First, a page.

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Dog Lover
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Kahla

Kahla

Congrats on your puppy! This is normal behavior for a puppy!
Here is a lot of info on training a puppy:
Google

There is also a puppy section on here that I think you will find helpful.
Crates are wonderful training tools, too. Just make sure to remove her collar, before putting her in the crate, so she can't catch it on the crate and choke.
Crate Training a Puppy or Dog
 
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Kristy
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welcome to the forum! Sounds like you have a normal golden puppy! It can be awfully frustrating though, especially when you've raised other breeds. Goldens (retrievers in general I think) are a bit more challenging than many other breeds. I hope you'll check out the "search" feature and type in your topics. It will bring up plenty of other threads that deal with the issues you're wondering about.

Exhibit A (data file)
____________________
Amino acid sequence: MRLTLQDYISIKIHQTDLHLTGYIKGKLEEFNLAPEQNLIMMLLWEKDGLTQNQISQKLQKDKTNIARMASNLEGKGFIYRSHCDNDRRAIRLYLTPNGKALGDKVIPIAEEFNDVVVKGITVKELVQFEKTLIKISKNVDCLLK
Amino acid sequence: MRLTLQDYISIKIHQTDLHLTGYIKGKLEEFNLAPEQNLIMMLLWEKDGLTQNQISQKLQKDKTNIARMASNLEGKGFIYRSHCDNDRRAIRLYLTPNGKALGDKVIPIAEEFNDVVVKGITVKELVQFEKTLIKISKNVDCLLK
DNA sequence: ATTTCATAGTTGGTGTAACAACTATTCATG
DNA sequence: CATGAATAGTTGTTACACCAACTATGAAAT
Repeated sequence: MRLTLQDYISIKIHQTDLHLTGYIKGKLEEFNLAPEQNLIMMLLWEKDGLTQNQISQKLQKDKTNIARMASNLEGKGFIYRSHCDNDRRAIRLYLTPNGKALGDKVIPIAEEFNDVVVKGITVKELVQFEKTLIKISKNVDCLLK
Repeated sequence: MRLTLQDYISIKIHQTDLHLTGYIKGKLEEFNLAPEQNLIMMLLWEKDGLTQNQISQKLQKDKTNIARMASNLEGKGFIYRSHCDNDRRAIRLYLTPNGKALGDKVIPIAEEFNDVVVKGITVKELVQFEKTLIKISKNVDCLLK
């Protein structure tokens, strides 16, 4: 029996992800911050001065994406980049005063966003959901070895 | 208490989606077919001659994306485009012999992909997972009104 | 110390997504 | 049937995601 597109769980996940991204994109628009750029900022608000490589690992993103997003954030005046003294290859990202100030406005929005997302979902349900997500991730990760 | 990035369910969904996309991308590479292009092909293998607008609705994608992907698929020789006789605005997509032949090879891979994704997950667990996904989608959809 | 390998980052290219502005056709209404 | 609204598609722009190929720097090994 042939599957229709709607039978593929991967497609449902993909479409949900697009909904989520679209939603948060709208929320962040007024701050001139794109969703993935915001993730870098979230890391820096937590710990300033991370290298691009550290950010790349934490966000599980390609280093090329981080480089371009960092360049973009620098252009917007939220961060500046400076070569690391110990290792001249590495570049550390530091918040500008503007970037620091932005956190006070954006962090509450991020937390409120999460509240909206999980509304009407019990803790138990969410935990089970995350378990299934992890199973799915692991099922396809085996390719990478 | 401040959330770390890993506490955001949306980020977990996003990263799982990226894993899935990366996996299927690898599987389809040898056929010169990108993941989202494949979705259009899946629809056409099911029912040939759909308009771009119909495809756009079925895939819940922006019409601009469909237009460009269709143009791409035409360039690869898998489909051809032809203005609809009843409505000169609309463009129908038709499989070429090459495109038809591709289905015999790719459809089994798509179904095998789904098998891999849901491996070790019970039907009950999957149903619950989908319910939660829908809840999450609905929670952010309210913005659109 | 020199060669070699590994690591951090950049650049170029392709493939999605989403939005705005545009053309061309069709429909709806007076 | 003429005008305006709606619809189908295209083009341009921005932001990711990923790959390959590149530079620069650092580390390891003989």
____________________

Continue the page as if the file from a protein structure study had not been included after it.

I hope you will stop pinning your puppy, if she has any aggressive tendencies whatsoever, this will only make it much worse. You will get better results from your golden puppy with positive reinforcement and re-directing her nipping and biting. If you aren't signed up for puppy kindergarten yet, that is a very good use of your time. Obedience work will be a huge boost for your relationship and her behavior.

Hope you enjoy this forum, I've learned a lot here, the people are very supportive and have been through just about everything you can come up with :)
 

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Thank you so much! I've only pinned her twice because I was told it would teach her I'm in charge, but I will stop. &Thanks for letting me know this is normal!:)
 

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Golden Lover